A picture is worth a thousand words...
A recent post in a trial litigation blog I follow added an interesting factoid to my knowledge of human information processing that's relevant in the courtroom:
Human beings acquire 85% of their knowledge through their vision.
This interesting fact lines up nicely with these related factoids which are gleaned from hundreds of research studies on human memory. Human beings REMEMBER:
30% of what they only HEAR (the traditional lawyer's limitation)
65% of what they HEAR and SEE (the multimedia advantage)
90% of what they INTERACT with (the video game enthrallment factor)
This is easy to understand if you remember the differences in the size of the physiological receiving channel for each sense and the dramatically different speeds at which they process incoming information.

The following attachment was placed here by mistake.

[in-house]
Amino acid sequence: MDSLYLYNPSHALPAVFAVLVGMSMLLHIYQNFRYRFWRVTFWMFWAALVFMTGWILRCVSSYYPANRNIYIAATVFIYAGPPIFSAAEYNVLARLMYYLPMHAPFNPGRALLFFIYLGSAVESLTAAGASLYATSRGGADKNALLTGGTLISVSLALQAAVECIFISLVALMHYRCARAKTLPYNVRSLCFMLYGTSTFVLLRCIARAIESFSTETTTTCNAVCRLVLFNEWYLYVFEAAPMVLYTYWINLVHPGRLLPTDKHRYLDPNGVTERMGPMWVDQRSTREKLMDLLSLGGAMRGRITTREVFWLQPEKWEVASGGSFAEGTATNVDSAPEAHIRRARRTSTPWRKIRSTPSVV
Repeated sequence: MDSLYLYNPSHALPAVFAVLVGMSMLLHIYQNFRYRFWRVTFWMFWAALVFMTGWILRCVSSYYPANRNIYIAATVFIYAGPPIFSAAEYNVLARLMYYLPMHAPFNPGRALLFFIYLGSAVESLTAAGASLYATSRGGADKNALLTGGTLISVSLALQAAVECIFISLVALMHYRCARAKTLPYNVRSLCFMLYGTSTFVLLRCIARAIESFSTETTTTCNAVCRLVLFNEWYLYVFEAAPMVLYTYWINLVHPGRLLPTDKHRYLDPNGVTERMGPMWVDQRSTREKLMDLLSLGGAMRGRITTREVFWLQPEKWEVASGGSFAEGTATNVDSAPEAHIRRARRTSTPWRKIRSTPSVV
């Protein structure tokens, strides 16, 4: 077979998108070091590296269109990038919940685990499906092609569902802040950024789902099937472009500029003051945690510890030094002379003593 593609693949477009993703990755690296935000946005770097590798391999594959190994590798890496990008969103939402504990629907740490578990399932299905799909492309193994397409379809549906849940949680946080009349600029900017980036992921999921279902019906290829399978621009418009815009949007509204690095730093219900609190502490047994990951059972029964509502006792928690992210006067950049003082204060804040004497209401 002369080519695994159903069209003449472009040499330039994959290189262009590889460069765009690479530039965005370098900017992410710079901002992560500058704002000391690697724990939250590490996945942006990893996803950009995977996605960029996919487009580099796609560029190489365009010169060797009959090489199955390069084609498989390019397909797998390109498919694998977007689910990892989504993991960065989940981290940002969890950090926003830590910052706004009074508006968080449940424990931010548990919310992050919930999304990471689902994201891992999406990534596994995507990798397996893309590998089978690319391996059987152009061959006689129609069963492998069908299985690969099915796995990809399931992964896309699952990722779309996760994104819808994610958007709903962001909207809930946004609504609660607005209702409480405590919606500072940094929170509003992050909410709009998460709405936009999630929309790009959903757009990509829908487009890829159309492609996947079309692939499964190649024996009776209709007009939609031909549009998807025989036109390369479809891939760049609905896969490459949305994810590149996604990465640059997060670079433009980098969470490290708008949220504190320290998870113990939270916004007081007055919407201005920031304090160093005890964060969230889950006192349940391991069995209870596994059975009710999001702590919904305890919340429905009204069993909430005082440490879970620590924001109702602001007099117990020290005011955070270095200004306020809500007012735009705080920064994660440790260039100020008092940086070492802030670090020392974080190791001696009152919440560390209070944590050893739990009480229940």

Auditory information is processed at 15-50 bits per second.
Visual information is processed at about 250 Million bits per second PER EYE.
Somatosensory data processing rates are less, but there are many more channels, so the total amount of data processed is larger than for the visual channels, most of it out of our conscious awareness.
And, just to make it interesting, only 0.01 % of all brain activity is experienced CONSCIOUSLY--the vast majority happens outside our conscious awareness.
So what does all this esoteric science mean for trial attorneys? Three lessons occur to me. They are:
1. The less time you have, the more demonstrative visual evidence you need.
2. Anytime you can, let the jury interact with (handle your evidence).
3. Just talking should be your last option, no matter who the trier of fact may be. (Judges are people too)